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The Queen of Kentucky

The Queen of Kentucky is a YA contemporary novel by Alecia Whitaker.

Ricki Jo Winstead is entering her freshman year of high school and she’s ready to make some big changes.

First to go will be her farm girl name. It’s now the more sophisticated sounding Ericka.

Next, she’s focusing on using all the tips from Seventeen magazine to do an overhaul on her look. Nicer, newer clothes and hip hairstyles.

Especially if she doesn’t want to keep looking like a young boy – since puberty has (sadly) yet to hit.

Finally, Ricki Jo is determined to get herself involved with the “right” friends. This puts her in a good position to flirt with the resident freshman bad boy and start her high school life off right.

But along the way, will she overlook her lifelong best friend Luke?

Or maybe lose the parts of her she never really meant to change?

Ricki Jo Winstead is changing all right…

The Queen of Kentucky features a ton of charming personalities (especially that of Ricki Jo and Luke) that jump off the page quickly. Their friendly, relaxed sparring is good natured fun. Plus, Ricki Jo’s somewhat frenetic determination to “better” herself brings about a thought of her being the Southern, farming community’s version of Meg Cabot’s Mia Thermopolis in The Princess Diaries series.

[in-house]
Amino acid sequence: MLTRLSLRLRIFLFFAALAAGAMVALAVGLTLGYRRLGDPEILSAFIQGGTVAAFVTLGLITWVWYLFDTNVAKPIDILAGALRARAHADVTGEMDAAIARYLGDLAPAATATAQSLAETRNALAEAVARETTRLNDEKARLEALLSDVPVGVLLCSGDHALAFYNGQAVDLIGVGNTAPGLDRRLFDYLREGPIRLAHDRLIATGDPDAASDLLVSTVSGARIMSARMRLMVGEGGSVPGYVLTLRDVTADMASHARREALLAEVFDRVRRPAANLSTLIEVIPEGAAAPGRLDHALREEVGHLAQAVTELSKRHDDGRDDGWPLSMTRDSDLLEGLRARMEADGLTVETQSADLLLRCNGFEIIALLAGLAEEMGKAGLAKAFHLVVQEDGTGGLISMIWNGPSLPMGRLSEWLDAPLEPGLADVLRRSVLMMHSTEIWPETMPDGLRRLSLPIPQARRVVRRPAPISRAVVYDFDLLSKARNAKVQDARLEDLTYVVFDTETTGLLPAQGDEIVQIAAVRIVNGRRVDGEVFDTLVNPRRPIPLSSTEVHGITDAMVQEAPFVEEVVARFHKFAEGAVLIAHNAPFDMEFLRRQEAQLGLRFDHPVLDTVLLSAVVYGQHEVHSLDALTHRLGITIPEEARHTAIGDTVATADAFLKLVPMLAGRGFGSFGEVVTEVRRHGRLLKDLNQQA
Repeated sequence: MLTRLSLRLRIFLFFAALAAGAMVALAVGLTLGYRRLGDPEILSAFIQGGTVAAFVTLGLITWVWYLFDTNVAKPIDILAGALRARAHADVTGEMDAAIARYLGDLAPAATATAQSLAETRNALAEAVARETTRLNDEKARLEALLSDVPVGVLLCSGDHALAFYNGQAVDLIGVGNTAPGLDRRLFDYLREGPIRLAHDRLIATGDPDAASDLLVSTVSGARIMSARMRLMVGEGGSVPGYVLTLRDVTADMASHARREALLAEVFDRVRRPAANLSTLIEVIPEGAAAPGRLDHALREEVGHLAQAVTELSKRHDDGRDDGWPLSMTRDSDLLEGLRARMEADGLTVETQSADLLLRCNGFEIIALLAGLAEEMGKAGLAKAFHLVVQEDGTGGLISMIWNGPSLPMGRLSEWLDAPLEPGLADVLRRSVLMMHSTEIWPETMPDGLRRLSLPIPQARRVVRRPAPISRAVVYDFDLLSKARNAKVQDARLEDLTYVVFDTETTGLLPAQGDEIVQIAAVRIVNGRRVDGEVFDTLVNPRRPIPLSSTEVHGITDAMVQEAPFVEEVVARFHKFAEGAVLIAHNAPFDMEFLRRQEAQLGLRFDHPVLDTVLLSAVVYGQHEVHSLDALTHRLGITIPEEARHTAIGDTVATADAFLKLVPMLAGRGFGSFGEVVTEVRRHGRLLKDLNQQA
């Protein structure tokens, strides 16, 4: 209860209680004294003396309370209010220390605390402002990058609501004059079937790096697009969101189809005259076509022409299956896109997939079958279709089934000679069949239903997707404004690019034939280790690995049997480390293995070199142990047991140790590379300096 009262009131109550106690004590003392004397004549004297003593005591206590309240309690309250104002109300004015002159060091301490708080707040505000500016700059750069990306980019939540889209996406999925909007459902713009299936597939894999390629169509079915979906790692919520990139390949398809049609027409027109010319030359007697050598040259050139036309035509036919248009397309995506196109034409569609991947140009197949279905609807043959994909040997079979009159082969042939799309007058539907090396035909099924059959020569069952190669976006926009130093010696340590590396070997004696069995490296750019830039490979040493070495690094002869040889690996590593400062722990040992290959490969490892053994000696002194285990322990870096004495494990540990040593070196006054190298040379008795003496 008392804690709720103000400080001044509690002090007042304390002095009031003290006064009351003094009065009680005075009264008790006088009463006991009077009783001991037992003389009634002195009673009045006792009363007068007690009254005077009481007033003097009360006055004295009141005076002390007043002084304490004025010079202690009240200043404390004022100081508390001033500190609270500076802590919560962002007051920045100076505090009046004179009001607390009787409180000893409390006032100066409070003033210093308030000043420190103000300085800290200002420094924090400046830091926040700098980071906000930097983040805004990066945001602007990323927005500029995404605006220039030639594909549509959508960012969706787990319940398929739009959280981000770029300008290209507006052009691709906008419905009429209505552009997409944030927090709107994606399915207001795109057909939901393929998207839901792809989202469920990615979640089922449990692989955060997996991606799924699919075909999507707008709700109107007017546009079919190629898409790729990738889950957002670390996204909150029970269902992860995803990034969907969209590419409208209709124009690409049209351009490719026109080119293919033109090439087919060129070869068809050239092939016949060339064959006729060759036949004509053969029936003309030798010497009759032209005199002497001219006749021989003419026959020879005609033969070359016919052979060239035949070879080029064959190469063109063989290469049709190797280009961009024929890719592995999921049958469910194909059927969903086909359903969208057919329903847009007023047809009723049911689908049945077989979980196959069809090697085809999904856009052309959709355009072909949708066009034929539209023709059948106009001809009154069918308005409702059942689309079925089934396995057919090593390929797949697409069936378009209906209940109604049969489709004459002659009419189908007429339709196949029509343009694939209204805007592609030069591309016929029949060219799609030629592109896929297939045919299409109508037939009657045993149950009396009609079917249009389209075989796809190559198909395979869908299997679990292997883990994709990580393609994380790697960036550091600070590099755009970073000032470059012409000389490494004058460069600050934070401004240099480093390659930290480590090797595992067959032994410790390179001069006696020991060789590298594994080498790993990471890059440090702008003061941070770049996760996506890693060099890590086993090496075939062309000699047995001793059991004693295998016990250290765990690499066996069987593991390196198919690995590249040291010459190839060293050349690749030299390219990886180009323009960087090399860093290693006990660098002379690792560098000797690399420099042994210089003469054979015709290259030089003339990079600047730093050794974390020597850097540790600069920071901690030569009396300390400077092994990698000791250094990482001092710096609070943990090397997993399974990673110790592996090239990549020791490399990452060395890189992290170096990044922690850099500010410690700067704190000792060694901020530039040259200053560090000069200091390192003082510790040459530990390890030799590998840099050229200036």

Alecia Whitaker shows the horrors and hurts of high school in a way that transcends the culture of small town life. She also provides a bit of an edge when it comes to revealing Luke’s home life – and she’s rather unique to the YA world in allowing Ricki Jo to (*gasp!*) be a believer in God.

The Queen of Kentucky had some jarringly poignant, moving moments that provided depth among the fluff. It zipped along pleasantly, sometimes heartbreaking, always sensitive. I did occasionally want to shake some sense into Ricki Jo, but she is a relatable character – especially if you are entering your first year of high school, or vividly remember doing so in the past (ahem).

Wow. I just realized I was 14-years-old ten years ago.

Okay. Moving on from that sudden weirdness…

I felt the strongest moments of The Queen of Kentucky were its sensibilities regarding animals, guilt, and family – these portions provided relief from what could sometimes be a predictable story. Yet, even the rather predictable parts were still fun and done pretty well.

The end was slight and sudden, but undeniably sweet. It was a very good, fast read.

*I received a review copy of The Queen of Kentucky from Hachette Book Group. Their generosity in no way influenced, nor sought to influence, my opinion of the novel.


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